By 2014, mobile internet is set to overtake fixed internet access. This was the big headline from Microsoft Tag's Mobile Marketing infographic last year.
No surprise perhaps, seeing that out of the world’s 4bn mobile phones in use, 1.08bn are smartphones, and apps have become a global phenomenon. Apple’s App Store alone has now reached 25bn downloads, tracking at 1bn downloads a month, a figure nine times greater than the number of burgers sold by McDonald’s!
Consumer’s expectations are changing and as more and more businesses go mobile, you need to ensure you’re not losing customers by not moving with them.
If 10% of your total audience are using a mobile device to reach your website, it might be time to start thinking about making an investment in mobile.
Do you have a mobile optimised site? If the answer is no, then how long can you continue to ignore the lost opportunity as customer preferences shift? And are you interested in maximising the volume of customers who visit this site?
Optimising the Mobile Journey is no longer optional...
Why should we expect more from our usual social media mobile platforms? Well, why not?
Without feedback, preferences, and usage patterns, companies like Facebook, Twitter, and Foursquare wouldn’t be connecting us on a daily basis.
In 2012 however, we should expect a contextual experience from these sites – desktop and mobile alike.
Nearly half (45%) of UK consumers are willing to accept branded communications via mobile if they are delivered according to their opt-in terms.
The new survey, conducted by Velti, found that consumers will only sign up to communications from three companies on average, making it difficult for brands to take advantage of this opportunity on a wide scale.
When respondents were asked what type of companies they would opt-in to receive information from, mobile network operators came out on top (42.4%), followed by retailers (25.6%), financial services firms (16.9%) and travel companies (16.5%).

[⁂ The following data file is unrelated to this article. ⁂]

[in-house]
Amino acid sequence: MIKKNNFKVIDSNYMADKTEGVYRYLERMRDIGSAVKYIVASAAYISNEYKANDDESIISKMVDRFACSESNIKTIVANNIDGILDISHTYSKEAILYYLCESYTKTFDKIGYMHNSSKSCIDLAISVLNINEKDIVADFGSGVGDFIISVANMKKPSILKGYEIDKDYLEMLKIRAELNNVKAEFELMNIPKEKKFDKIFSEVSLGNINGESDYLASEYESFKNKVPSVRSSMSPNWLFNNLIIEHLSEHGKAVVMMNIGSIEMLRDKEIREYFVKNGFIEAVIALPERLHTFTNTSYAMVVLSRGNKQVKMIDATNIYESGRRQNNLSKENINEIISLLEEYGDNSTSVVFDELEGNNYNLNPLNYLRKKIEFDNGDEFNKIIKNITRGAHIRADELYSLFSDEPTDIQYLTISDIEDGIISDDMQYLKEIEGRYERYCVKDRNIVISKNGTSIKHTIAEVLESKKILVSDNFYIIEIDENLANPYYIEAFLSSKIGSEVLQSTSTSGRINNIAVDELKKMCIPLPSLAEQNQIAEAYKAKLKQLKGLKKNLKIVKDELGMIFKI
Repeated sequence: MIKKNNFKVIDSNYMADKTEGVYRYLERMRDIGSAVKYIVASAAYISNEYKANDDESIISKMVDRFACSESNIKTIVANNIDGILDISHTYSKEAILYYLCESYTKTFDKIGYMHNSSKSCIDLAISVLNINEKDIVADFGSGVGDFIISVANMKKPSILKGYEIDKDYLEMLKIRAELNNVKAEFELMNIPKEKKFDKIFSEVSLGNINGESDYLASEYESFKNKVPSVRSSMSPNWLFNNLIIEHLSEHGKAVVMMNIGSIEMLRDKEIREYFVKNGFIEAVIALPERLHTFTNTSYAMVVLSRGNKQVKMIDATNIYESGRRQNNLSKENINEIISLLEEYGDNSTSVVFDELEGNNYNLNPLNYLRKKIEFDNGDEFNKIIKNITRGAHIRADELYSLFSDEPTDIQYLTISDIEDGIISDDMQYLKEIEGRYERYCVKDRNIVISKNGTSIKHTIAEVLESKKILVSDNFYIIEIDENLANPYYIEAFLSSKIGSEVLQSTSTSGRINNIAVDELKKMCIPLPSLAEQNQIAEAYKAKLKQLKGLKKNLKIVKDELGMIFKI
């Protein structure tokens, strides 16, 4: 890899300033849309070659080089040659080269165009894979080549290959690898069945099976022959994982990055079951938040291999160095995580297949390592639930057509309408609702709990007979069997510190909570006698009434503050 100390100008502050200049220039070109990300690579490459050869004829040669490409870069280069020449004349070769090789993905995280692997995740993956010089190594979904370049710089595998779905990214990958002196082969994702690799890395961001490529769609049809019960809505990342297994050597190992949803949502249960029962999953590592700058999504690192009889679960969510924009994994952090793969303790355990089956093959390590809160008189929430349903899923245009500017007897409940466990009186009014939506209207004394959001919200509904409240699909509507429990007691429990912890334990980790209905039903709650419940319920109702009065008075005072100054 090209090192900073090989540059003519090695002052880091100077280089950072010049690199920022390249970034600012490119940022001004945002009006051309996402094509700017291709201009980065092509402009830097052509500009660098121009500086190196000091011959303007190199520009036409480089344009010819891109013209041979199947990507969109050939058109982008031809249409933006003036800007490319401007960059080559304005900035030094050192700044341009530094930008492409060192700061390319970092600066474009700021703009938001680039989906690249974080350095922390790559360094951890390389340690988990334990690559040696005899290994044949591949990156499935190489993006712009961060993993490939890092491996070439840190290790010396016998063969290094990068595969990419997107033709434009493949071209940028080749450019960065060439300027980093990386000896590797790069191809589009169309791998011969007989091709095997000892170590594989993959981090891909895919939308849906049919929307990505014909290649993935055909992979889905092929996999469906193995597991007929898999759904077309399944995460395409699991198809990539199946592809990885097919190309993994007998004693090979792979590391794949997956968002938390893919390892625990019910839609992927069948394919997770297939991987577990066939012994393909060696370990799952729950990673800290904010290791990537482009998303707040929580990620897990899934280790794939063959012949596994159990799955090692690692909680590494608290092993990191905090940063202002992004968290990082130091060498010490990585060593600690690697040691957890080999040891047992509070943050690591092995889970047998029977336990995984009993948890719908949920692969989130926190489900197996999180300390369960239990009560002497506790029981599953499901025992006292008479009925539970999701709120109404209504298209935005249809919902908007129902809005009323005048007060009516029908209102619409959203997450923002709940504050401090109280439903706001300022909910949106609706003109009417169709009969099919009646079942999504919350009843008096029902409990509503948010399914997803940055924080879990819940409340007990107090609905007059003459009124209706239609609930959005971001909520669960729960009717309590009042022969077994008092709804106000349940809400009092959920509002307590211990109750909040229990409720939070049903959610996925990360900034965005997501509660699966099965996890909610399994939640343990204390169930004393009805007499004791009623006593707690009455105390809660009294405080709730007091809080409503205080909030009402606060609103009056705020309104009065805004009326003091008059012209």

The survey also shows the importance of mobile email. While 36.9% of consumers prefer to receive messaging on a mobile (SMS – 24.3%, MMS – 5.1% and mobile optimised email – 7.5%), 78.3% said they prefer email marketing.
A steady spring rain served as little deterrence for the hardy attendants of the New York American Marketing Association’s Monday night event featuring Gilt Groupe cofounder Alexis Maybank.
Currently serving as chief strategy officer, Maybank discussed Gilt's four year maturation into the big-data-weilding, five-million-member established player that it is today.
Gilt has thrived, Maybank emphasized, by prioritizing flexibility. When the company hosted it's first invitation-only sale for Zac Posen in 2007, only ten days had passed since the initial customer contact, and the returns section of the website had yet to be built. During the rapid growth that followed, more people were hired in some quarters than had been working at the company.
The first big change of direction occured when the company realized that their partnering brands weren't just looking at them for inventory liquidation, but instead saw Gilt as a marketing channel. The latest pivot, occuring now, is towards mobile.